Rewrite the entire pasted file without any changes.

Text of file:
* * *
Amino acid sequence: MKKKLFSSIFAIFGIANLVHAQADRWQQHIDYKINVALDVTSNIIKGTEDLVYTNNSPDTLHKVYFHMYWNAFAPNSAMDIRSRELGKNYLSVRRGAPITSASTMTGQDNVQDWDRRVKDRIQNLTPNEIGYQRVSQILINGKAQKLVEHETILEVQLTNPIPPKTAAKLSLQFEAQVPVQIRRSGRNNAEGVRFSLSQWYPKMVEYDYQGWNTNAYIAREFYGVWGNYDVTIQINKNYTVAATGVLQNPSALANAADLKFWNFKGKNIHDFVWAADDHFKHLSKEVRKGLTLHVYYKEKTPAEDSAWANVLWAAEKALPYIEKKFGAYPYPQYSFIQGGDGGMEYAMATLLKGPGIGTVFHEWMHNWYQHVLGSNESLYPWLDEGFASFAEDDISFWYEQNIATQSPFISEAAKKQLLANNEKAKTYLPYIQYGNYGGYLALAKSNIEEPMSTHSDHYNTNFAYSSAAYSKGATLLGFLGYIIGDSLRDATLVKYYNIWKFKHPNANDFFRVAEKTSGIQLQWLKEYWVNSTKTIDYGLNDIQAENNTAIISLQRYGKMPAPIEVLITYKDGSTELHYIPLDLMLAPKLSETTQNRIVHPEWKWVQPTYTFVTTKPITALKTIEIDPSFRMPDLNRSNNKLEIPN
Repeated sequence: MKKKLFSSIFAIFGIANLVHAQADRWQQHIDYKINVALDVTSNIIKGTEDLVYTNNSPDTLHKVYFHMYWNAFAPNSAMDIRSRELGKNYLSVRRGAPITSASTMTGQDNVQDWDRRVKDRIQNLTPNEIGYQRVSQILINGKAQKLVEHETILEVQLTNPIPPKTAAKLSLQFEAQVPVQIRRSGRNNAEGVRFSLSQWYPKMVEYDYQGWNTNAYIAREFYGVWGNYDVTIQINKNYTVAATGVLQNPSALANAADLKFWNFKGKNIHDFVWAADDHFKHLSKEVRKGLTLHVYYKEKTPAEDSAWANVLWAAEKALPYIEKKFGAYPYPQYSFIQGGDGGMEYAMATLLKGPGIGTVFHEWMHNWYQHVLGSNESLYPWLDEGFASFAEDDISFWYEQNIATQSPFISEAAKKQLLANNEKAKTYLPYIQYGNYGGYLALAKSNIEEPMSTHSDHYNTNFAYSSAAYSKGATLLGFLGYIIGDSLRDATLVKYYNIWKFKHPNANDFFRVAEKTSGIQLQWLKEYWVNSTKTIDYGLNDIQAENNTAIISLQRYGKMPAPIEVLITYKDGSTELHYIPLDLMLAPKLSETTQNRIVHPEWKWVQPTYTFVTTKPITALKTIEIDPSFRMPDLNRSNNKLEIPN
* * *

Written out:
Amino acid sequence: MKKKLFSSIFAIFGIANLVHAQADRWQQHIDYKINVALDVTSNIIKGTEDLVYTNNSPDTLHKVYFHMYWNAFAPNSAMDIRSRELGKNYLSVRRGAPITSASTMTGQDNVQDWDRRVKDRIQNLTPNEIGYQRVSQILINGKAQKLVEHETILEVQLTNPIPPKTAAKLSLQFEAQVPVQIRRSGRNNAEGVRFSLSQWYPKMVEYDYQGWNTNAYIAREFYGVWGNYDVTIQINKNYTVAATGVLQNPSALANAADLKFWNFKGKNIHDFVWAADDHFKHLSKEVRKGLTLHVYYKEKTPAEDSAWANVLWAAEKALPYIEKKFGAYPYPQYSFIQGGDGGMEYAMATLLKGPGIGTVFHEWMHNWYQHVLGSNESLYPWLDEGFASFAEDDISFWYEQNIATQSPFISEAAKKQLLANNEKAKTYLPYIQYGNYGGYLALAKSNIEEPMSTHSDHYNTNFAYSSAAYSKGATLLGFLGYIIGDSLRDATLVKYYNIWKFKHPNANDFFRVAEKTSGIQLQWLKEYWVNSTKTIDYGLNDIQAENNTAIISLQRYGKMPAPIEVLITYKDGSTELHYIPLDLMLAPKLSETTQNRIVHPEWKWVQPTYTFVTTKPITALKTIEIDPSFRMPDLNRSNNKLEIPN
Repeated sequence: MKKKLFSSIFAIFGIANLVHAQADRWQQHIDYKINVALDVTSNIIKGTEDLVYTNNSPDTLHKVYFHMYWNAFAPNSAMDIRSRELGKNYLSVRRGAPITSASTMTGQDNVQDWDRRVKDRIQNLTPNEIGYQRVSQILINGKAQKLVEHETILEVQLTNPIPPKTAAKLSLQFEAQVPVQIRRSGRNNAEGVRFSLSQWYPKMVEYDYQGWNTNAYIAREFYGVWGNYDVTIQINKNYTVAATGVLQNPSALANAADLKFWNFKGKNIHDFVWAADDHFKHLSKEVRKGLTLHVYYKEKTPAEDSAWANVLWAAEKALPYIEKKFGAYPYPQYSFIQGGDGGMEYAMATLLKGPGIGTVFHEWMHNWYQHVLGSNESLYPWLDEGFASFAEDDISFWYEQNIATQSPFISEAAKKQLLANNEKAKTYLPYIQYGNYGGYLALAKSNIEEPMSTHSDHYNTNFAYSSAAYSKGATLLGFLGYIIGDSLRDATLVKYYNIWKFKHPNANDFFRVAEKTSGIQLQWLKEYWVNSTKTIDYGLNDIQAENNTAIISLQRYGKMPAPIEVLITYKDGSTELHYIPLDLMLAPKLSETTQNRIVHPEWKWVQPTYTFVTTKPITALKTIEIDPSFRMPDLNRSNNKLEIPN